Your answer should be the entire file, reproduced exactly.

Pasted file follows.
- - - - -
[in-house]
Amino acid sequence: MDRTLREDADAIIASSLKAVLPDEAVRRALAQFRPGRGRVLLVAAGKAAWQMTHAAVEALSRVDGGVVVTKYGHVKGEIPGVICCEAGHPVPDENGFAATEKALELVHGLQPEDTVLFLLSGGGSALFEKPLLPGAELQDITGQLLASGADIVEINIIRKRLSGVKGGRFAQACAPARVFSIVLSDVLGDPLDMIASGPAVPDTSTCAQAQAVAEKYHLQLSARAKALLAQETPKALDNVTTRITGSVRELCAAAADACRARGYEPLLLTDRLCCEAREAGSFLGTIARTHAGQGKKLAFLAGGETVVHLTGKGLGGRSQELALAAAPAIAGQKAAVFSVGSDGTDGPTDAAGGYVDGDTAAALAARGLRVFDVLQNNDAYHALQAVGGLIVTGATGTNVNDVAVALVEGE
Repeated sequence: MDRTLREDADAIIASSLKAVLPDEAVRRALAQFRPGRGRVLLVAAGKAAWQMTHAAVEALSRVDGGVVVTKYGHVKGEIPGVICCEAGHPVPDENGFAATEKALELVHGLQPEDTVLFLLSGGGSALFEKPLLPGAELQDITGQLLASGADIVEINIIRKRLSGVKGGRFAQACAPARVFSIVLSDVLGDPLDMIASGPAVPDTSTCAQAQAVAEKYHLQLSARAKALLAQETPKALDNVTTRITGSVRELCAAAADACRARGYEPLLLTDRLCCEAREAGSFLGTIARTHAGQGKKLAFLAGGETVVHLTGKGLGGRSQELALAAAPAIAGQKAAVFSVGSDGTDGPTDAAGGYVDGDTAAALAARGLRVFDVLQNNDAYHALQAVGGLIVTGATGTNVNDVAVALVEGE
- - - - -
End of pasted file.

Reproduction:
[in-house]
Amino acid sequence: MDRTLREDADAIIASSLKAVLPDEAVRRALAQFRPGRGRVLLVAAGKAAWQMTHAAVEALSRVDGGVVVTKYGHVKGEIPGVICCEAGHPVPDENGFAATEKALELVHGLQPEDTVLFLLSGGGSALFEKPLLPGAELQDITGQLLASGADIVEINIIRKRLSGVKGGRFAQACAPARVFSIVLSDVLGDPLDMIASGPAVPDTSTCAQAQAVAEKYHLQLSARAKALLAQETPKALDNVTTRITGSVRELCAAAADACRARGYEPLLLTDRLCCEAREAGSFLGTIARTHAGQGKKLAFLAGGETVVHLTGKGLGGRSQELALAAAPAIAGQKAAVFSVGSDGTDGPTDAAGGYVDGDTAAALAARGLRVFDVLQNNDAYHALQAVGGLIVTGATGTNVNDVAVALVEGE
Repeated sequence: MDRTLREDADAIIASSLKAVLPDEAVRRALAQFRPGRGRVLLVAAGKAAWQMTHAAVEALSRVDGGVVVTKYGHVKGEIPGVICCEAGHPVPDENGFAATEKALELVHGLQPEDTVLFLLSGGGSALFEKPLLPGAELQDITGQLLASGADIVEINIIRKRLSGVKGGRFAQACAPARVFSIVLSDVLGDPLDMIASGPAVPDTSTCAQAQAVAEKYHLQLSARAKALLAQETPKALDNVTTRITGSVRELCAAAADACRARGYEPLLLTDRLCCEAREAGSFLGTIARTHAGQGKKLAFLAGGETVVHLTGKGLGGRSQELALAAAPAIAGQKAAVFSVGSDGTDGPTDAAGGYVDGDTAAALAARGLRVFDVLQNNDAYHALQAVGGLIVTGATGTNVNDVAVALVEGE